Cover image for Around the world with Mark Twain
Around the world with Mark Twain
Cooper, Robert, 1931-2013.
Personal Author:
First edition.
Publication Information:
New York : Arcade Pub. : Distributed by Time Warner Trade Pub., [2000]

Physical Description:
420 pages, 8 unnumbered pages of plates : illustrations, maps ; 25 cm
Format :


Call Number
Material Type
Home Location
Item Holds
PS1334 .C66 2000 Adult Non-Fiction Central Closed Stacks
PS1334 .C66 2000 Adult Non-Fiction Non-Fiction Area
PS1334 .C66 2000 Adult Non-Fiction Grosvenor Room-Rare Books-Appointment Needed
PS1334 .C66 2000 Adult Non-Fiction Open Shelf
PS1334 .C66 2000 Adult Non-Fiction Open Shelf

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" Follow in the footsteps of one of America's most beloved writers, the immortal Mark Twain, as he circles the globe, performing before dozens of standing-room-only crowds.On July 14, 1895, Samuel Langhorne Clemens, a.k.a. Mark Twain, fifty-nine years old and deeply in debt, boarded a night train from Elmira to Cleveland and launched an unprecedented worldwide performance tour. A superb platform entertainer and an international celebrity, Clemens saw the tour as a quick way to make the money he desperately needed to pay his creditors and recoup his fortune, and so he began a journey that took him across North America to Fiji, Australia, New Zealand, India, Sri Lanka, and South Africa. One hundred years later, American writer Robert Cooper set out from Elmira in pursuit of Twain, following virtually every step of the legendary writer's itinerary across four continents.In this remarkable feat of biographical recreation, we see Clemens make his way to the smelters, roasting ovens, and smokestacks of Butte, Montana, where pollution was so horrific that not even grass could grow; to Baroda, India, where he examined the gold and silver ornaments of the ruler's elephants and noted their proximity to an utterly destitute village; and to a vermin-infested jail in Pretoria, South Africa, where he lifted the spirits of some of the country's richest men, the imprisoned members of the Reform Committee who had been convicted of treason by the Boer government. We glimpse Clemens the consummate professional, constantly rehearsing his routines so that they would seem completely spontaneous. And we even see Twain the celebrity: railing against late trains and ferries, grumbling about hotel accommodations, and complaining about ill health and the tedium and drudgery of endless one-night stands, all the while basking in the adulation and affection of his audiences, enjoying the all-male camaraderie of club suppers and press conferences, and delighting in meeting the great and powerful of the lands through which he traveled.Drawing upon a wide range of primary sources and first-hand accounts-including Clemens's letters, journal entries, and notes; his comments to local newspapers; the letters of his wife and daughter who accompanied him; and the observations of his tour managers-Robert Cooper has created an utterly absorbing combination of travel writing, social history, character study, and historiography. The first book-length treatment of this heroic journey since Clemens's own century-old narrative, Around the World with Mark Twain is a fascinating account of an extraordinary year in the life of an American icon."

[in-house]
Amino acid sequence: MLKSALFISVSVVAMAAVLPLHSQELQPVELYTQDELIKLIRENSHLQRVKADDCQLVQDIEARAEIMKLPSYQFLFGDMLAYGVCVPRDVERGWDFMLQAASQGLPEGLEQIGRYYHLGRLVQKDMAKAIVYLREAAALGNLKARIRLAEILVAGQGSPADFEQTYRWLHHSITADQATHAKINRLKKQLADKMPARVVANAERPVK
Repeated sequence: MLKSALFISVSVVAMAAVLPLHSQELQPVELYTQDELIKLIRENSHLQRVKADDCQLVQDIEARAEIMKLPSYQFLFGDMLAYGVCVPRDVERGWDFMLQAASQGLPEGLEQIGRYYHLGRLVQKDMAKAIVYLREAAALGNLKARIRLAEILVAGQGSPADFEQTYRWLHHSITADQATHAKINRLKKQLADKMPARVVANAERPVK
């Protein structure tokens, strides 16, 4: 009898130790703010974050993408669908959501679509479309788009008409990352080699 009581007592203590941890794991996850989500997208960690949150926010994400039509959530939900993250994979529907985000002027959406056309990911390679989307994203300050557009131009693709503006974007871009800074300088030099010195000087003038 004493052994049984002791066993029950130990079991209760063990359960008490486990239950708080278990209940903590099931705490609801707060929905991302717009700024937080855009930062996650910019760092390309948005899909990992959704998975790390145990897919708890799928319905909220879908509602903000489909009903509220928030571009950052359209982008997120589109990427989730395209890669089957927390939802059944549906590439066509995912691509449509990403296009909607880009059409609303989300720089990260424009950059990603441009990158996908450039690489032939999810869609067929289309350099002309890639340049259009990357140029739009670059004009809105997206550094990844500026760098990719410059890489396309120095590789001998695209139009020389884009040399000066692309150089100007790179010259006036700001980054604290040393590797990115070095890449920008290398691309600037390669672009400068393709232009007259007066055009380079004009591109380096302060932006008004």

Author Notes

Robert Cooper is an American writer who retired as professor of sociology and education at the Hebrew University.

Reviews 1

Library Journal Review

In 1895, nearly 60 years old, plagued by ill health, and $70,000 in debt, Samuel Clemens took his wife and his daughter Clara and set out on a year-long speaking tour of the Pacific Northwest, Fiji, Australia, New Zealand, India, Ceylon, Mauritius, and South Africa. The trip revitalized his worldwide celebrity and enabled him to pay back every penny he owed. It also allowed him to write Following the Equator, his last major book. Exactly 100 years later, Cooper, a journalist and former academic now living in Jerusalem, and his wife, Alice, followed Twain's footsteps as exactly as the passage of a century would allow. The result is an unusually informative blend of biography (of an underexamined segment of Twain's life), 19th-century colonial history, and travel to spots steamy and remote. Cooper has obviously steeped himself in Twain's year-long tour. At every turn, he can tell us the condition of Twain's chronic cold, what hotel he stayed at, what British official he had lunch with, and what stories he told at a given night's "At Home" event. More interesting still, he can tell us whether, after all the turbulence of the past century, the hotel is still standingDand, if so, as what. Recommended for all public and school libraries with extensive Twain collections.DCharles C. Nash, Cottey Coll., Nevada, MO (c) Copyright 2010. Library Journals LLC, a wholly owned subsidiary of Media Source, Inc. No redistribution permitted.

Table of Contents

Prologuep. 1
Part I North Americap. 5
Part II Australiap. 63
Part III New Zealandp. 133
Part IV Indiap. 181
Part V South Africap. 263
Appendix Clemens's Itineraryp. 317
Notesp. 327
Referencesp. 393
Acknowledgmentsp. 405
Indexp. 409